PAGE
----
Even before Brexit, it was always a question as to where a person was obliged to pay tax if they had a job or business in the UK and lived in Spain, its even more confusing now!
It is widely thought that having a permiso de residencia is synonymous with being tax resident.
This is incorrect as the rules for tax residence and residencia are quite different.
To explain, we have the articles 8 and 9 of the fiscal tax law.
Article 8, states that a person shall be subject to Spanish income tax if their habitual residence is in Spain.
Article 9, can be a little more confusing, If your only home is in Spain, there is no doubt that you are a Spanish tax resident and you should pay Spanish income tax (and if applicable wealth tax and inheritance/gift tax).
Article 9 deals with all the other possibilities, for example in the case that a person has more than one ‘habitual residence’.
This is where the best known tax residency concept of ‘183 days’ comes in.
Article 9 states that if a person is physically present more than 183 days in a calendar year, they are considered as a tax resident of Spain.
But article 9 also has the effect that a person is tax resident if physically present less than 183 days in a calendar year, in the case that the centre of family or economic interests is in Spain.
And, also in the case that a person’s spouse and minor children live in Spain and are financially dependant on that person.
However, if a person can prove that they pay income tax in another country then 2 and 3 may be rebutted. To prove this, it is usually necessary to supply a certificate of tax residence from that country.
Double tax treaties
These bilateral tax agreements (Spain has about 100) are designed to decide in which country a person should pay income tax and the rules vary according to the different kinds of income, employment, directors fees, dividends, property rentals, interest etc.
Additionally, the treaties always contain a section to fix where a person is tax resident. These rules rank ahead of a country’s own tax residence rules.
Consequently, the rules defined in articles 8 and 9 of Spain’s income tax law have to be read in conjunction with the tax treaty residency rules. For example: Where a person is considered tax resident in the UK as well as Spain, the tax treaty deals with the problem with ‘tie breakers’ that decide which country shall have the right to treat the person as a tax resident. A rarity, I admit, but this section of the tax treaties (they are all very similar in this case) is really quite easy to understand, so below is the actual text:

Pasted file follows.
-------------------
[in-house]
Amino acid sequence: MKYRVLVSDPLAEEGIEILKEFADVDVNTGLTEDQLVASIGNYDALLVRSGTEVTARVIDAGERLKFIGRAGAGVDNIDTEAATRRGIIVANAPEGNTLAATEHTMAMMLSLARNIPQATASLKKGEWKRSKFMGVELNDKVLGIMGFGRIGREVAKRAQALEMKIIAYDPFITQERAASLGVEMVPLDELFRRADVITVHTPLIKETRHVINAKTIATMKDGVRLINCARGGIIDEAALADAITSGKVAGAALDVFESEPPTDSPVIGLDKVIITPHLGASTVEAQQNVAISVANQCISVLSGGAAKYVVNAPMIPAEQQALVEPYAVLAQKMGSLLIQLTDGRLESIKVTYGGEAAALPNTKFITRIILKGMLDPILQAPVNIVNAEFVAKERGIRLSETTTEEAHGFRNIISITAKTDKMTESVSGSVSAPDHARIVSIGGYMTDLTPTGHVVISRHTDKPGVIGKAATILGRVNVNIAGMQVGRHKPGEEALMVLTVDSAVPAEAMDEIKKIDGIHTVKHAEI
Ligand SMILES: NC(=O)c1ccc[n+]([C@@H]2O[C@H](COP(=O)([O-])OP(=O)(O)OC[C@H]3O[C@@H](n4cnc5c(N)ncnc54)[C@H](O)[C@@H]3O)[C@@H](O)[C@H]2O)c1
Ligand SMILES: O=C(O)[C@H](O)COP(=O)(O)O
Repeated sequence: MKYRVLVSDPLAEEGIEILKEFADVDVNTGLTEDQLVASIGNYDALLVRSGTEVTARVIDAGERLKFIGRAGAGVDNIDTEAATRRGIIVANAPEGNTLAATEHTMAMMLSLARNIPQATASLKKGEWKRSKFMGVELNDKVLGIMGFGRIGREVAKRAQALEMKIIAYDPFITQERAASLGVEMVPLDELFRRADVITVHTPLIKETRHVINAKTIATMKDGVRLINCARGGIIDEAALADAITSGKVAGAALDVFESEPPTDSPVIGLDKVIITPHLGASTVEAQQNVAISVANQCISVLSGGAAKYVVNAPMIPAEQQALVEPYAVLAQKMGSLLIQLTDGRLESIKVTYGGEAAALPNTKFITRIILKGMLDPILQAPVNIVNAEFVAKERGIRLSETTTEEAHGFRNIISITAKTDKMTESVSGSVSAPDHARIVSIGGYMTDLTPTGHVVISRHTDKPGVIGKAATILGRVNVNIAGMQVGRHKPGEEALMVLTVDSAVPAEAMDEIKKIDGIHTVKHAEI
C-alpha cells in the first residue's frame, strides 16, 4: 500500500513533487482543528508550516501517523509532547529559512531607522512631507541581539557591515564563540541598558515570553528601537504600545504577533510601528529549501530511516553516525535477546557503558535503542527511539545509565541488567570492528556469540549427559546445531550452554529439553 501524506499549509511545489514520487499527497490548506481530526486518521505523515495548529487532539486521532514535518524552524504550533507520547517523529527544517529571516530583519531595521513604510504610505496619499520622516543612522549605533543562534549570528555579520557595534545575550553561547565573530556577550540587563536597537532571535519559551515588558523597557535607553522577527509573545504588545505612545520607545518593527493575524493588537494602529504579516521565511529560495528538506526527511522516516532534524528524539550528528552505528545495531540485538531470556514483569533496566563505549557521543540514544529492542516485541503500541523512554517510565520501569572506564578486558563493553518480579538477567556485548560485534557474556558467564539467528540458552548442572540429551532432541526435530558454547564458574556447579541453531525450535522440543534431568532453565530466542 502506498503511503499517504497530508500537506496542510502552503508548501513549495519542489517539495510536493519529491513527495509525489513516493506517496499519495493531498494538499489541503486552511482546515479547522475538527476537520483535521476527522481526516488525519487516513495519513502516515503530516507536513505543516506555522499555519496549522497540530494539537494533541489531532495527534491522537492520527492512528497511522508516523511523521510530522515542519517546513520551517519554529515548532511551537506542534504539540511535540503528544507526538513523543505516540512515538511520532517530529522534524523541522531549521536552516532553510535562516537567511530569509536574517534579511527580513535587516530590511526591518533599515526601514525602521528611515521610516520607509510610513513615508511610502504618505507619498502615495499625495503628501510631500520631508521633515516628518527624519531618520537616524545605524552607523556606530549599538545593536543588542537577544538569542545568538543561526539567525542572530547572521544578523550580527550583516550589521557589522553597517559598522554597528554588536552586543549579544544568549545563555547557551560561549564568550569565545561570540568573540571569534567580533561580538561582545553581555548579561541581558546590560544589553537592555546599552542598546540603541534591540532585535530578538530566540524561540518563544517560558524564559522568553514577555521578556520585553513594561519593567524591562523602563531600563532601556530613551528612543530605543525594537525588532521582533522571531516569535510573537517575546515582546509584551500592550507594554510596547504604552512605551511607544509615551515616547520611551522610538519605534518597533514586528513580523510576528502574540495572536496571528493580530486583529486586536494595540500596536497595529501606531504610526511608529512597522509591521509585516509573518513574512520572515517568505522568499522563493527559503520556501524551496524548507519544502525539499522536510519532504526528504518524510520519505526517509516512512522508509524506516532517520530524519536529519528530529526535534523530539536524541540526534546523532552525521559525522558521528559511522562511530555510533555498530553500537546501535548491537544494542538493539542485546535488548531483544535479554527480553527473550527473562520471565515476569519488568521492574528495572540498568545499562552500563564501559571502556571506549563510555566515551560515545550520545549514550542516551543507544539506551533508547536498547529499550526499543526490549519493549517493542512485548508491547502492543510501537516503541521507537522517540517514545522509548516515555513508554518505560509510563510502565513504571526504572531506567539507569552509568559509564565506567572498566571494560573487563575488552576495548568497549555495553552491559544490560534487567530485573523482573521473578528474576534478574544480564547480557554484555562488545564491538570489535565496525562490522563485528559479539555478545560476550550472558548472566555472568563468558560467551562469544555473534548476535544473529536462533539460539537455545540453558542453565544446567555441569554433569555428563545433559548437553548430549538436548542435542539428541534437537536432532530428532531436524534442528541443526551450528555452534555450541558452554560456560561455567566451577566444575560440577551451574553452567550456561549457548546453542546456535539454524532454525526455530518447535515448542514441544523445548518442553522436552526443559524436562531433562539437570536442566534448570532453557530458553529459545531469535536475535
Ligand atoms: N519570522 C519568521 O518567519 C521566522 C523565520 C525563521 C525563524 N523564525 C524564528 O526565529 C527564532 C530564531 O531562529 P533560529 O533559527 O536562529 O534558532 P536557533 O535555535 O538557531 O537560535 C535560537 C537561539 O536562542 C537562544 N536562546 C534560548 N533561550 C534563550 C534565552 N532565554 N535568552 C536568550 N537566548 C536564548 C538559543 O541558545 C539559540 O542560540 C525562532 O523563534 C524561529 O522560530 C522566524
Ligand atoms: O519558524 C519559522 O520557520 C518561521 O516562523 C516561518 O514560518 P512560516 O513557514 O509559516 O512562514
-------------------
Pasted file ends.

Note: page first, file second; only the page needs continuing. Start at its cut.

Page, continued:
he shall be deemed to be a resident only of the State in which he has a permanent home available to him; if he has a permanent home available to him in both States, he shall be deemed to be a resident only of the State with which his personal and economic relations are closer (centre of vital interests);
if the State in which he has his centre of vital interests cannot be determined, or if he does not have a permanent home available to him in either State, he shall be deemed to be a resident only of the State in which he has an habitual abode;
if he has an habitual abode in both States or in neither of them, he shall be deemed to be a resident only of the State of which he is a national;
if he is a national of both States or of neither of them, the competent authorities of the Contracting States shall settle the question by mutual agreement.
An habitual abode is any place that a person has the right to reside, whether rented, owned or provided by family or friends.
In practice, number 4 is very rare
From reading these notes it will be very apparent that the ‘permiso de residencia’ rules have little to do with tax residency rules. Indeed, permiso de residencia and empadronamiento are completely ignored by articles 8 and 9 of income tax law.
It is possible to have a permiso de residencia but remain non tax resident in Spain. Imagine a person who arrives in Spain on 1 August 2020 and leaves on 31 May 2021. The person would reside in Spain for 10 months and certainly be required to have a permiso de residencia, but having spent only 5 months in Spain in either tax year, they would not be considered tax resident, assuming of course, they are paying tax elsewhere.
Obviously, having a ‘permiso de residencia’ is indicative of tax residence but as long as a person can prove:
being in Spain for less than 183 days in a calendar year, and
being tax resident in another non-tax haven country,
a tax inspector will normally accept that the person is tax resident in the other country, regardless of the the permiso de residencia and empadronamiento formalities.
Those having a permiso de residencia who wish to remain non-resident in Spain, should keep evidence of their trips to Spain and ensure that they can prove tax residence in the UK, normally achieved by obtaining a certificate of tax residence form HMRC. Such evidence would only be needed in the case that the Spanish tax office sends an enquiry. It is not feasible to notify the Spanish tax office in advance of your status as a non-resident.
On this point, the matter of tax notifications in Spain is very problematical as the rules allow a person to be served with formal notices and tax demands at their Spanish home address.
A person who visits their holiday home sporadically is vulnerable to the serious problems that occur if a response is not sent by the deadline. For this reason alone, it is important that non-resident home owners appoint a fiscal representative in Spain as this forces the tax office to send notices to the address of the representative.
This can be changed to the online status and sending of emails through a digital certificate, that i would be happy to receive and deal with for my clients.